“There is a difference between loving white people and loving whiteness.”
This is something I often say when I begin social justice conversations around topics related to race. For some, the concept is easy to process and we begin a conversation around what it means to be white and a person of privilege. For others, the concept seems to be extremely hard to process.
Since hearing about what transpired in Charlottesville, Va., I have struggled with this notion of knowing that the person who shares so much of my life is, in fact, a cisgender white man. I also struggle with watching him process what is happening in our country and never having the right words to make me feel safe in times where I feel like all elements of my intersectional existence are under attack.
A question I know most black people struggle with is, how do you continue loving white people when whiteness hates you?
When addressing what it means to be white, we have to acknowledge that both whiteness and white supremacy are systems cut from the same cloth. While each system helps to benefit the lives of white people, we have to think about the ways in which the white people we love are working to either uphold the systems or dismantle them. What’s key in these types of conversations is recognizing when white people love and care enough for you to step back and do their own work.
As someone who is partnered with a white man, I often get asked questions of how I negotiate loving him in moments like these. Being that I spend most of my days teaching people about race, racism, white supremacy and white fragility, I will admit: It does become difficult not to see elements of these issues come up in my own relationship. Especially when a few of my extended family members share the same views as “alt-right” assclowns. But what I often challenge people to think about is how to quantify systems of whiteness and how the white people they love either feed into and choose to benefit from these systems or help in their struggle to get free.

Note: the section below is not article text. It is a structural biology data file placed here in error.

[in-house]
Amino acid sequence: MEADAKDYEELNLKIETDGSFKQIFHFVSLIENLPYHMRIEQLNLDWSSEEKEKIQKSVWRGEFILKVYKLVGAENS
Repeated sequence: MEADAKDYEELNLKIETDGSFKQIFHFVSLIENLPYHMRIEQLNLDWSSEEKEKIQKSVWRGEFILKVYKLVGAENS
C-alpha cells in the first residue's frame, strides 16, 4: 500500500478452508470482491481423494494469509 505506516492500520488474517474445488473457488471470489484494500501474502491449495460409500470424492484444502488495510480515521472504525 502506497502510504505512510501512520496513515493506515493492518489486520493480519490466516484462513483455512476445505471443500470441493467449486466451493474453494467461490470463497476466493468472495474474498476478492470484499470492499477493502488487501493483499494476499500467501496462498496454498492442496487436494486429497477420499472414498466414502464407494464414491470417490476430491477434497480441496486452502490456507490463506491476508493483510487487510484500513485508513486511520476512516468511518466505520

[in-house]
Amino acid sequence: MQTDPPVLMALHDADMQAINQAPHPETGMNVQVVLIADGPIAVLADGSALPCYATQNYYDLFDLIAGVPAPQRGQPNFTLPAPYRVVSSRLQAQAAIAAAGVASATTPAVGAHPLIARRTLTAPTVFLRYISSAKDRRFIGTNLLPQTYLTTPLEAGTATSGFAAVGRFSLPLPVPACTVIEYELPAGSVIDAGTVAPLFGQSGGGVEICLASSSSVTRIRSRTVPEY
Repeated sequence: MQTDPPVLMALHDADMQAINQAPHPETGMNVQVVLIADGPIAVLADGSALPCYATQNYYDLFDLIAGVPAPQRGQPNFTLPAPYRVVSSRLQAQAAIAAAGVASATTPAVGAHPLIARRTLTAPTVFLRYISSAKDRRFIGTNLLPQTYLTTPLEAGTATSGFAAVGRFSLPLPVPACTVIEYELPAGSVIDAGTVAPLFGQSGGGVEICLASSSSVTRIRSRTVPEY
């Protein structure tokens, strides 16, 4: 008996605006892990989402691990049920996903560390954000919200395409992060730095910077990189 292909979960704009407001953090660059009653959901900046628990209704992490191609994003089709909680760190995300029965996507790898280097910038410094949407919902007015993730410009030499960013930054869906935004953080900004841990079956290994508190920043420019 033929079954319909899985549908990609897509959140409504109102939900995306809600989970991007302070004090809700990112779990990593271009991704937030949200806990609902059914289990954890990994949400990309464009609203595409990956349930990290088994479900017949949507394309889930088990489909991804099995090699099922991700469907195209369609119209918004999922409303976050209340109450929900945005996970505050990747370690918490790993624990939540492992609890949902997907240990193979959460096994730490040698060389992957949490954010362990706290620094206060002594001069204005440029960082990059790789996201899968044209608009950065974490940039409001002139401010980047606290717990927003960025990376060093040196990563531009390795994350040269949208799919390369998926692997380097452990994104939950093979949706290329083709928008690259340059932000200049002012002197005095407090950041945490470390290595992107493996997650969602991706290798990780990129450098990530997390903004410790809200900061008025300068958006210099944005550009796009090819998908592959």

I have been with my partner for a little over seven years, and it has been both an educational and sometimes exhausting feat. Helping him to understand his white privilege and what it means to benefit from white supremacy can be an exceptionally taxing task. Helping anyone navigate how they can remove themselves from a system that benefits them is always tough. But sometimes it’s about the moments when you see the person you love do the work, step outside of their whiteness and fully get it.
Here’s the tea: Any person in an interracial relationship will tell you that loving a white person is difficult. Having to negotiate the moments when my pro-black stance might rub his white fragility the wrong way takes a great deal of work. And I am not just talking about the moments when he makes a comment filled with white privilege or elitism. It is often the moments when you just want someone to see your struggle. Moments when you really want someone to see you and the pain that is often being a black queer man in an all-white world.
I often tell folks who are in interracial relationships or have a high number of white friends to also step back and do a bit of their own reflecting by asking themselves if they are in the relationship with ulterior motives. I am a true believer that all races can benefit from whiteness, and it is important for us to ask ourselves if we are involved with the person for the leisure that whiteness provides or because of what the person brings to the table.
I realize that in moments like these, it is about acknowledging the complexities of what life and love look like while making sure you don’t lose yourself in the process. No matter the race of the person I love or whom I choose to surround myself with, I recognize that I will always be black and will forever call out the injustices that happen to me and my people. And as someone who is working day in and day out to end anti-blackness in all spheres, I will still tell him to check his privilege.
Yes, I love me some white people. I love them profoundly. But you better trust and believe that I will always remind ANY white person when their white privilege is showing.